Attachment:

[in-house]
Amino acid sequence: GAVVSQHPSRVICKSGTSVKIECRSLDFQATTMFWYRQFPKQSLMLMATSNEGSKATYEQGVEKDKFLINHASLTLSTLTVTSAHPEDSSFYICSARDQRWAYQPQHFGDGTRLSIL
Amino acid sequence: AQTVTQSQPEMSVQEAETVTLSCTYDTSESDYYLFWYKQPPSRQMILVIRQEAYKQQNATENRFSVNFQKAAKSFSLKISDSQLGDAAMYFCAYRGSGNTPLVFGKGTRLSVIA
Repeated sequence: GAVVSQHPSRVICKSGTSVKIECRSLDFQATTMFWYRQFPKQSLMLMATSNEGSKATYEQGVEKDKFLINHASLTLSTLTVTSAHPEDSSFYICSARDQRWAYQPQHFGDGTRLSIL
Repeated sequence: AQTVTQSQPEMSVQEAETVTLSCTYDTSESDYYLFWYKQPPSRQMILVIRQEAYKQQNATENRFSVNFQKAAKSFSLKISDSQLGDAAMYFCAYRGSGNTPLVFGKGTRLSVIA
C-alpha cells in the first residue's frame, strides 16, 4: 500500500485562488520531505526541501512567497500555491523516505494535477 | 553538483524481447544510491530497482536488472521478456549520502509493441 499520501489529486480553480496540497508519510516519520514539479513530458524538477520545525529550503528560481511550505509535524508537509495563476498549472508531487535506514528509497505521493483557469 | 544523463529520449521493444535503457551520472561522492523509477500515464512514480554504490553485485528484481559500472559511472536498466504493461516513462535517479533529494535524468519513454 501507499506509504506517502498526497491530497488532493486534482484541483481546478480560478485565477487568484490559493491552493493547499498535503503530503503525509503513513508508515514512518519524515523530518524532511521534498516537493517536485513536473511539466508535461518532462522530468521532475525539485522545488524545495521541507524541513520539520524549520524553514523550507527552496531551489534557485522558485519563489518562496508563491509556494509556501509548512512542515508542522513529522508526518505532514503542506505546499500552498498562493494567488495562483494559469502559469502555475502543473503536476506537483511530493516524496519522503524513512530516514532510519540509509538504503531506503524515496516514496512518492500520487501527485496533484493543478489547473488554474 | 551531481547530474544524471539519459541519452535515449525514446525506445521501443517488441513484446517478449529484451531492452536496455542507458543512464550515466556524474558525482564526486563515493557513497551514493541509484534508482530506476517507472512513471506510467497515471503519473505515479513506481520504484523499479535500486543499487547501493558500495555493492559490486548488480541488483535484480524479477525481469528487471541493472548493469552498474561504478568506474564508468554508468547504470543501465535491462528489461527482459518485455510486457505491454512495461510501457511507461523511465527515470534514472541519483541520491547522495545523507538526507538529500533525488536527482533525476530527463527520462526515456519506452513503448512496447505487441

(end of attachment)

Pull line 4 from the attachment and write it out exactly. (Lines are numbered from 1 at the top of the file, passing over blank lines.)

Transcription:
Repeated sequence: GAVVSQHPSRVICKSGTSVKIECRSLDFQATTMFWYRQFPKQSLMLMATSNEGSKATYEQGVEKDKFLINHASLTLSTLTVTSAHPEDSSFYICSARDQRWAYQPQHFGDGTRLSIL